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Decision No. 16,358

Appeal of K.K., on behalf of his son D.K., from action of the Board of Education of the Great Neck Union Free School District regarding student discipline.

Decision No. 16,358

(May 11, 2012)

Frazer & Feldman, LLP, attorneys for respondent, Joseph Lilly, Esq., of counsel

KING, JR., Commissioner.--Petitioner appeals the determination of the Board of Education of the Great Neck Union Free School District (“respondent”) to uphold the suspension of his son, D.K.  The appeal must be dismissed.

During the 2009-2010 school year, D.K. attended 12th grade in respondent’s district.  On January 8, 2010, D.K. was found to be in possession of marijuana while on the grounds of respondent’s high school.  The principal suspended D.K. for five days – Friday, January 8 through Thursday, January 14, 2010.  By letter dated January 11, 2010, petitioner was notified that D.K. was charged with:

(1) having engaged in conduct which is insubordinate or disorderly or violent or disruptive and/or a danger to the safety, morals, health or welfare of himself or of others; and/or  (2) is a violation of the Great Neck Union Free School District Code of Conduct ....

The letter also stated that a superintendent’s hearing would be held on January 15, 2010.

Pursuant to petitioner’s request, the hearing was adjourned until January 26, 2010.  At the hearing, D.K.’s attorney entered a plea of guilty to both charges on D.K.’s behalf and the hearing proceeded to the penalty phase.  By letter dated February 8, 2010, the superintendent adopted the hearing officer’s recommended penalty suspending D.K. for the remainder of the 2009-2010 school year.  Petitioner appealed to respondent and, by letter dated April 27, 2010, respondent notified petitioner that it affirmed the suspension.  This appeal ensued.  Petitioner’s request for interim relief was denied on May 27, 2010.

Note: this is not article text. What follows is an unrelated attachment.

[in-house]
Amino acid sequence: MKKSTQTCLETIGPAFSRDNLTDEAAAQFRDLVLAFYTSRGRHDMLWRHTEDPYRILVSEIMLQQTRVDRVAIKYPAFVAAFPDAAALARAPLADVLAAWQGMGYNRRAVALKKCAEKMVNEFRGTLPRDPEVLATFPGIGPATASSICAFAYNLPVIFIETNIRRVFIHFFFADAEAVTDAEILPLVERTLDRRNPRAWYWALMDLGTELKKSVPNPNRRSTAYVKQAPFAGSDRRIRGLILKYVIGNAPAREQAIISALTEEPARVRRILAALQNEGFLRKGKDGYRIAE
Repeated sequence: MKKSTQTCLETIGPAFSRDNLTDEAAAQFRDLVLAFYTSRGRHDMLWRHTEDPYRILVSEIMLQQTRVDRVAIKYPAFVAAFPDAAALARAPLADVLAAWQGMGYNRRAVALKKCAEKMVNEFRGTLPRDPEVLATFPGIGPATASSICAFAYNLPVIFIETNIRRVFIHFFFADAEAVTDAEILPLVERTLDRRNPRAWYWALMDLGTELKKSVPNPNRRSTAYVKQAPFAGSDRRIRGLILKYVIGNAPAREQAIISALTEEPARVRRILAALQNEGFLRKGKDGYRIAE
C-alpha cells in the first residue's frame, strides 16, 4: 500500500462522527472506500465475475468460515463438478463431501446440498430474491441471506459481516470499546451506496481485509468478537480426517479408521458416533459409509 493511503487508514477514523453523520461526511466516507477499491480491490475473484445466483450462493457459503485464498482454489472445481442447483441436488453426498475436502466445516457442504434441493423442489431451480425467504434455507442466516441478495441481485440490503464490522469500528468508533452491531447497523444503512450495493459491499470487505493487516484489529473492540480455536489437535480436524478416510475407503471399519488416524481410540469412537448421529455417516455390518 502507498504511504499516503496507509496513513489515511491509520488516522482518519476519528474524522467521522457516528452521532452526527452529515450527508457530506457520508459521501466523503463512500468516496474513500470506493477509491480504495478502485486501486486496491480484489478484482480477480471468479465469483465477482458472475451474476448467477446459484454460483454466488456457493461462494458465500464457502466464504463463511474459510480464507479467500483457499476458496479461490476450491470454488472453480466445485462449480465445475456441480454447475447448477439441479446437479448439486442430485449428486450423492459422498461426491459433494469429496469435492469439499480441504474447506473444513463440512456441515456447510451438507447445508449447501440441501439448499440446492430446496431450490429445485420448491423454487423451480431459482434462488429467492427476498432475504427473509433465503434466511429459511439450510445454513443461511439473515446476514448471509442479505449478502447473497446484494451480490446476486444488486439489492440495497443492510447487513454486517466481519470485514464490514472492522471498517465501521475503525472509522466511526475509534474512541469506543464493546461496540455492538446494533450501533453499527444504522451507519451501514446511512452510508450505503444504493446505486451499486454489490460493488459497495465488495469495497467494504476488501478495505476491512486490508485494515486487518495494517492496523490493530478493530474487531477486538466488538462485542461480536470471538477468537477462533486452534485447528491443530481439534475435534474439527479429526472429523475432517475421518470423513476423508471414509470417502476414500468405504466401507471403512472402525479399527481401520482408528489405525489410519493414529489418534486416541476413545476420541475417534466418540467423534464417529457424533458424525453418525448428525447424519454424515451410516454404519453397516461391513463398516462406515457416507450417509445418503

Petitioner contends that the suspension was imposed in violation of D.K.’s due process rights and the district’s Code of Conduct, that the penalty was excessive and that the hearing officer and superintendent acted inappropriately.  Petitioner requests reversal of the suspension and expungement of D.K.’s records.

Respondent contends that the decision to suspend D.K. was based on competent and substantial evidence, the penalty was not excessive and that petitioner has not met his burden of proof.  Respondent also maintains that petitioner was afforded appropriate due process and that the hearing officer and superintendent acted properly at all times.

The Commissioner will only decide matters in actual controversy and will not render a decision on a state of facts which no longer exist or which subsequent events have laid to rest (Appeal of a Student with a Disability, 48 Ed Dept Rep 532, Decision No. 15,940; Appeal of M.M., 48 id. 527, Decision No. 15,937; Appeal of Embro, 48 id. 204, Decision No. 15,836).  Because D.K. has served the suspension, the appeal is moot except to the extent that petitioner seeks expungement of the suspension from D.K.’s record (Appeal of L.O. and D.O., 47 Ed Dept Rep 194, Decision No. 15,666; Appeal of M.S., 44 id. 478, Decision No. 15,237; Appeal of a Student with a Disability, 44 id. 136, Decision No. 15,124).